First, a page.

Where was that?
It’s called Forman, and it’s in Litchfield, Connecticut.
So far away from everything you’d always been around.
I think, ultimately, that helped me. I needed that because I was just running around crazy because I had this heavy reputation in New York City at such a young age. I could get away with murder.
But wasn’t it heartbreaking to have that taken away?
Of course. I couldn’t go anywhere else, no school in the city would take me. Thank god for my family, because even though I was a complete fuck-up and a maniac, they still supported me and would be hard on me, telling me I needed to get my act together and I can’t make a career out of skateboarding. Part of that was also because my dad was an artist—he was a Fulbright scholar and one of the guys who helped create the School of Visual Arts—and my uncle was a Broadway playwright, so I just grew up around artists. Every one of our friends were artists, and I was a really good artist because I grew up with professional artists teaching me how to do artwork. Haha! It wasn’t like, “Here’s a colouring book”, it was more, “Here’s some graph paper, here’s how you use a Rapidograph, here’s how you sharpen a pencil with an X-Acto knife”.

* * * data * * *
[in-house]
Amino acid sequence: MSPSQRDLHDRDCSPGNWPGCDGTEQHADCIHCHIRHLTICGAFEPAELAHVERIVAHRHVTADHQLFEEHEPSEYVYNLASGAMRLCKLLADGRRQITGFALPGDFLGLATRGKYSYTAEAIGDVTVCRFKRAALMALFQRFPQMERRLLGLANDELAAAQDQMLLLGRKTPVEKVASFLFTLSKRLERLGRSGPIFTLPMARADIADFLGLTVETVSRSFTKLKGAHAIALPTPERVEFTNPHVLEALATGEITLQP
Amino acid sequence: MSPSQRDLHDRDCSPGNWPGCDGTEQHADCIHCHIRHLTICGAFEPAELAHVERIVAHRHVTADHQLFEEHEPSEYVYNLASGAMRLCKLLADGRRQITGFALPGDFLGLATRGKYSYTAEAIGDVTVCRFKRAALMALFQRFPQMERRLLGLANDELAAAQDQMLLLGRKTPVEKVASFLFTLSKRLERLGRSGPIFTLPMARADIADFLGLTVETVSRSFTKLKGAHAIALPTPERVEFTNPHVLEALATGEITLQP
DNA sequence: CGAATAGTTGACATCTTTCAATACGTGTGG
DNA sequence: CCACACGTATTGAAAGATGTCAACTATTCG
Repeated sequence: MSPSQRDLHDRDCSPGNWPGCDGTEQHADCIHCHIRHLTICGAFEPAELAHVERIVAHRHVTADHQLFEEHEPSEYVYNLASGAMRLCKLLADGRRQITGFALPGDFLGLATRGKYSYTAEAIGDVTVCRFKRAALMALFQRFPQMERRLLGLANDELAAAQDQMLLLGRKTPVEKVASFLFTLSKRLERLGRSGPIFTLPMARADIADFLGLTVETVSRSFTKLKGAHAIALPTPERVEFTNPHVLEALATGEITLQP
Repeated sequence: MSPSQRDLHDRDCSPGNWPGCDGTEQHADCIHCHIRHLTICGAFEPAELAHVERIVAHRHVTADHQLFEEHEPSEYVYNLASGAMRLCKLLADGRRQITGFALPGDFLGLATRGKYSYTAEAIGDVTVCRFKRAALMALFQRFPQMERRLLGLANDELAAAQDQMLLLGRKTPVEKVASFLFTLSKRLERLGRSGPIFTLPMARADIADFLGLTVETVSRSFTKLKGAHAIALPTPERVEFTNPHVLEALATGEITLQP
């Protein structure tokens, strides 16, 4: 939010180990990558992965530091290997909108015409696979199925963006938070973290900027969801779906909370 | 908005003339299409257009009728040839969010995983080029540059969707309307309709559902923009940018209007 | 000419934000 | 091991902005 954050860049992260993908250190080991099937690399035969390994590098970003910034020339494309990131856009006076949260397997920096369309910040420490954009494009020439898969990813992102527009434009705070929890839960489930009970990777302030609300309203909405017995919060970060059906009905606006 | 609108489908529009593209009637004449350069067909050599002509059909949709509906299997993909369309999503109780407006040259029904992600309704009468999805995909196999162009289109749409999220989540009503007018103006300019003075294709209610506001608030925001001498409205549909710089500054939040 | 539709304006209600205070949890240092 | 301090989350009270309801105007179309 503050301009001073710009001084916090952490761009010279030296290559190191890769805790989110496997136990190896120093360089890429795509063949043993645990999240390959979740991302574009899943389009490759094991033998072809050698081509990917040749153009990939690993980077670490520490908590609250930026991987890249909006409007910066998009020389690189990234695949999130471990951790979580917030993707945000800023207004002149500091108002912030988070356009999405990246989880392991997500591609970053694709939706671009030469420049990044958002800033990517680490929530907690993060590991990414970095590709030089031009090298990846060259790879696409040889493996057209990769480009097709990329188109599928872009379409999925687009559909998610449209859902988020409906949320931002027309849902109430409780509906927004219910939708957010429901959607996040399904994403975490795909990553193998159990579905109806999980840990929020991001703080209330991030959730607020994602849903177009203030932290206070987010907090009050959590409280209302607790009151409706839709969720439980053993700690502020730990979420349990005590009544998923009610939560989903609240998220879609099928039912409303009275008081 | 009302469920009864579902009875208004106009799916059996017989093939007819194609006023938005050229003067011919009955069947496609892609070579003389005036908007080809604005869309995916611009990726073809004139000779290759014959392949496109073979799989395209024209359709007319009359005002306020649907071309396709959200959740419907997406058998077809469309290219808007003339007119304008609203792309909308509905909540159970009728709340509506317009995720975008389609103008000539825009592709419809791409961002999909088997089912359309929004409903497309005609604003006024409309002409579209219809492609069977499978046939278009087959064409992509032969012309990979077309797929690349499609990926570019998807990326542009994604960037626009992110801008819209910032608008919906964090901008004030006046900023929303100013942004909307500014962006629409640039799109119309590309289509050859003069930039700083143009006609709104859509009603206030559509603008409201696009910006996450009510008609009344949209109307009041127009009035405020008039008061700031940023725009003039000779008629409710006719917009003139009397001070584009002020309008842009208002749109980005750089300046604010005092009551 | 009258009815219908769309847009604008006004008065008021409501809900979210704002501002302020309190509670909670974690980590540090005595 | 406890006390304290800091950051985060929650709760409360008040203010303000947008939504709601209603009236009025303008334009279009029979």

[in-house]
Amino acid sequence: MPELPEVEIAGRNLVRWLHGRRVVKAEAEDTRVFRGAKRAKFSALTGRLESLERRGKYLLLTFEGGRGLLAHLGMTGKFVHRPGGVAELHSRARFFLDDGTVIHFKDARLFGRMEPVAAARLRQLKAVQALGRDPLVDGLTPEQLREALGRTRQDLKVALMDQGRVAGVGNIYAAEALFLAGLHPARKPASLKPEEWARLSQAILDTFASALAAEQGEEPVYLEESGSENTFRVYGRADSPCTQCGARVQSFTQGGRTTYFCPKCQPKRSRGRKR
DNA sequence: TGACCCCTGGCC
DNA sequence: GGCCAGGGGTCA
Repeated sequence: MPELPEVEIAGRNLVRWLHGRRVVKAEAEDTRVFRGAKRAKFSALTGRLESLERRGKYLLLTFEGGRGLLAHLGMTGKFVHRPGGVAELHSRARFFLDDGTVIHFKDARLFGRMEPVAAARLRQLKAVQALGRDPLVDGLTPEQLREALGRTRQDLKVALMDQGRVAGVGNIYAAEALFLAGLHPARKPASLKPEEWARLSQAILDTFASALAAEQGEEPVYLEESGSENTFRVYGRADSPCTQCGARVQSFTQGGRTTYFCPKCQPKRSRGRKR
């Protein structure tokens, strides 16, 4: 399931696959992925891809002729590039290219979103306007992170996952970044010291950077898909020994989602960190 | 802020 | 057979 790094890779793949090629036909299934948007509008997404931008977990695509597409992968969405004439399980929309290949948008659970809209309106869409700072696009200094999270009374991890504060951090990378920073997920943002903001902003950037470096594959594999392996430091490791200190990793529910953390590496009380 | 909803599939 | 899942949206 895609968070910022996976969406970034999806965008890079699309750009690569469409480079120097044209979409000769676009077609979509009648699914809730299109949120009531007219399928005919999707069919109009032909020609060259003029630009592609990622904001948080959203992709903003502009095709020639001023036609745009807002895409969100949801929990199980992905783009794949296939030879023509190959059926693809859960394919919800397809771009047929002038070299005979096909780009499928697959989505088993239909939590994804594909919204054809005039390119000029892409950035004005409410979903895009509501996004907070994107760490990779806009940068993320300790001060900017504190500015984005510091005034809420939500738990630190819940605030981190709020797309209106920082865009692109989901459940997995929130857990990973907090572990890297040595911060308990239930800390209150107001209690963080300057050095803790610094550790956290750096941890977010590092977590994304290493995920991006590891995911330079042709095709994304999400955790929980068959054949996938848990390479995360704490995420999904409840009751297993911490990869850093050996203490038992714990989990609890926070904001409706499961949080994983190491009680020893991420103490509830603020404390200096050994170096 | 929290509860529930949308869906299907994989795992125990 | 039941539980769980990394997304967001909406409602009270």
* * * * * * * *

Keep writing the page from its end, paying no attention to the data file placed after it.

I was always the best artist in the school, and with everybody telling me how good an artist I was, and telling me that I was going to be an artist, I didn’t know why I was even in school. What do I need to know Math and History for? So that advantage backfired on me, and it fucked everything up for me. That was how I ended up in the boarding school. So I’m this New York City kid out in the country, walking around this school trying to find skate spots, and lo and behold, behind the dining hall, there’s a six foot quarterpipe, already built. And I wasn’t the only kid there that decided to go there because they saw the ramp. There were two other guys that skated, so even though I’d been taken away from New York City, me and these guys had a skateboard ramp to ourselves.